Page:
Chest Binding Safely With ContourMD
Beginning to bind means beginning to affirm your identity, while becoming more comfortable with the way your body looks. The early days of binding are exciting ones. It’s often when you begin to feel and become more like yourself.
When it comes to chest binding, it’s important to remember that safety and comfort go hand in hand. To help you find your right binding garments and techniques we put together to help you safely chest bind whether you’re just beginning or you do it daily.
Chest binding is the process of restricting and compressing breast tissue to create a smooth silhouette. This is often done through either sports bras, bandages, or compression garments. Compression garments often provide the “best” or smoothest result and are a very safe option, when used correctly.
Binding may be used by individuals as a means of expressing their true gender or in preparation for chest reconstruction surgery. However, many individuals may experience different pains or discomforts associated with the act of chest binding. When done incorrectly, binding can lead to discomfort in the back, chest, shoulders, and breast tissue. Due to the pressure and friction against the skin, They may also encounter skin irritations, difficulty breathing, dizziness, numbness, or other respiratory issues.
But often the benefits of binding far outweigh the discomforts. Binding allows individuals to feel and present themselves as their true gender. Chest binding is associated with increased confidence and self-esteem, along with decreased levels of anxiety and depression. This is why learning proper methods of chest binding and using high-quality compression garments are so important. By selecting ContourMD garments and support for this process, you can ensure a comfortable and compassionate compression experience.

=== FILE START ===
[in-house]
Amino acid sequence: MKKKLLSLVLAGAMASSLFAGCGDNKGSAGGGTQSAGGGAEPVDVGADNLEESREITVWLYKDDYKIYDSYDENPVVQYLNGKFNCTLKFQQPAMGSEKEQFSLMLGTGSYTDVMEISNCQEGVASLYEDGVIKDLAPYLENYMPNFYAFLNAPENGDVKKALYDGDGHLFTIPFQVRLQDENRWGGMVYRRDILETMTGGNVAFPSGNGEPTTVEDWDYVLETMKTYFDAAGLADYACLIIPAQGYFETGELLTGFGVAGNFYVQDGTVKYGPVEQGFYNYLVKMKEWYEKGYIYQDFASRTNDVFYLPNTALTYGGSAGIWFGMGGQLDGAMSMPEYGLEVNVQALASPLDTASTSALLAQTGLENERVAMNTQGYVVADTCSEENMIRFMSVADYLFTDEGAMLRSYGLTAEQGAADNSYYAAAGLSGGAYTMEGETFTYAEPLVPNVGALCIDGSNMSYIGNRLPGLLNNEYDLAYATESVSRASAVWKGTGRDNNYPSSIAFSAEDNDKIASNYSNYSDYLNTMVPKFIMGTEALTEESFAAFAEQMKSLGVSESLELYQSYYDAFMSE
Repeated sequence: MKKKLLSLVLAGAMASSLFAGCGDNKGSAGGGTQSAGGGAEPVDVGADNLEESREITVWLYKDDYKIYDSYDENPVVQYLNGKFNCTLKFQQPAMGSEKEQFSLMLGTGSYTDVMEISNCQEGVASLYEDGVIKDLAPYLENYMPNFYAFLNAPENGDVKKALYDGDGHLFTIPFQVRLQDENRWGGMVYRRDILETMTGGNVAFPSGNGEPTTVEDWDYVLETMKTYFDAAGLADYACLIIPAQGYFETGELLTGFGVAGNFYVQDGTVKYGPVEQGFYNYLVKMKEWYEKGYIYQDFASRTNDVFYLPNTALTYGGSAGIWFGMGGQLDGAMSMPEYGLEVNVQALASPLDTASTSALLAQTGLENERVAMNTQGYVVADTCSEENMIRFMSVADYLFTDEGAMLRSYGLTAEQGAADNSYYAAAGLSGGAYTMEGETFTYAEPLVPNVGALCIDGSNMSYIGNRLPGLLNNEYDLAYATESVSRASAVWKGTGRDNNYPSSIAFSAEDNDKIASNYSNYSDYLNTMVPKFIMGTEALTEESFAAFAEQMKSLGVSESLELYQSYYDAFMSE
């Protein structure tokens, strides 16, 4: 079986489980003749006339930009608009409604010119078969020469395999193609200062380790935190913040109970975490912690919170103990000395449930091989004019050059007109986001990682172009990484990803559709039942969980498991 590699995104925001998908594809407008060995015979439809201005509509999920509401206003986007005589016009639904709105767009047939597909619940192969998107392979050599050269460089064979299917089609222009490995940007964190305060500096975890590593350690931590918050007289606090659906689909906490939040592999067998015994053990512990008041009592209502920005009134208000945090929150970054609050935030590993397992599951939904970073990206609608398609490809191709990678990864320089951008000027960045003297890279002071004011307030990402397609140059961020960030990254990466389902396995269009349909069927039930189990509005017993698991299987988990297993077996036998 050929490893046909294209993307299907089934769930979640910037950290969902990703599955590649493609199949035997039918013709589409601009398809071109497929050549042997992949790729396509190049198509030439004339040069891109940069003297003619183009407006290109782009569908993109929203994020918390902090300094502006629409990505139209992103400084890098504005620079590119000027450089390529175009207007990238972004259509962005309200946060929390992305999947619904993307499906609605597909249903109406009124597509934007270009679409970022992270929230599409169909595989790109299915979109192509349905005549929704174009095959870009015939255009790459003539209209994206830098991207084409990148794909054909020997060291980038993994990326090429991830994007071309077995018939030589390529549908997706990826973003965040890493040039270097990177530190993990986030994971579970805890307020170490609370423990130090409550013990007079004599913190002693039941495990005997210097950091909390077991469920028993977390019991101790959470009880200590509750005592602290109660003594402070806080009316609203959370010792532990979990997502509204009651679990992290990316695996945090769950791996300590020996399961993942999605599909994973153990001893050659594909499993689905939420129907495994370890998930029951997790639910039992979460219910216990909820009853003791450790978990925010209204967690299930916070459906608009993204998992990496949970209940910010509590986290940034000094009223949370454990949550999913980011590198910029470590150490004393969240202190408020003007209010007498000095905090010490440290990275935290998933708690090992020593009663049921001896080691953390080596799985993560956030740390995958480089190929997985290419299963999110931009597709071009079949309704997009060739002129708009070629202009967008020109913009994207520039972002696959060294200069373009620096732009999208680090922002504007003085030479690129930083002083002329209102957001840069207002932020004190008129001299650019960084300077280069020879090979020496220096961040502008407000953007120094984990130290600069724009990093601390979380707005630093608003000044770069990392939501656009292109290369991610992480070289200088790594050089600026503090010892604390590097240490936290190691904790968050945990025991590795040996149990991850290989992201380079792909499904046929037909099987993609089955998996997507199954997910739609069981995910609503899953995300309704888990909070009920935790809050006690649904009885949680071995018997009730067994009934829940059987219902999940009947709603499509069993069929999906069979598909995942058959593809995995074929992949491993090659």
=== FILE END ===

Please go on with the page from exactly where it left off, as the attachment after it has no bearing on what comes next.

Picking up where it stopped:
Let’s just start with the basics, and go from there?
First, you should never NEVER use tape or plastic wrap for binding purposes. No matter what you read online, this is not easy, comfortable, or budget-friendly. These methods are extremely unsafe and should not be used. What should you use to bind your chest? Safest methods include sports bras, bandages, and specially designed compression garments. Also, it is important to take frequent breaks or even days off of binding, as it can become exhausting on your chest, breathing, and skin.
People bind their chests in many ways including wrapping with elastic bandages, wearing athletic compression gear, strategic layering of sports bras and compression shirts and using commercial binders that are designed specifically to reduce the appearance of breasts.
Binding For Larger Chests.
Because everybody is different, remember to tailor these steps to what feels right and comfortable to you. It may take some trial and error to find the right method for you, and that’s okay. This is your journey and ContourMD is here to offer support every step of the way.
The first step is getting into your binder in the first place. It can be challenging, especially with a larger chest.
ContourMD makes a variety of binder products and binder alternatives like compression vests that you can either step into, wrap-around, or zip up. Try different ways of getting into your binder, or try another type of binder to find what is most comfortable for you. Remember, you’ll probably want to wear it for as long as possible, so that is something to consider, as well!
And don’t worry if you need to adjust it throughout the day, or take frequent breaks at first. Experiment to find what type of binder works best for your body and your comfort. Buy the highest quality binder you can afford, and it will do wonders for your skin and comfort.
- Don’t wear two binders (or two sports bras, or a binder over a sports bra) at once, as this can do irreversible damage to your lungs and ribs. Even if you know others who seem to be fine with this method, in the long term it’s not feasible for your health.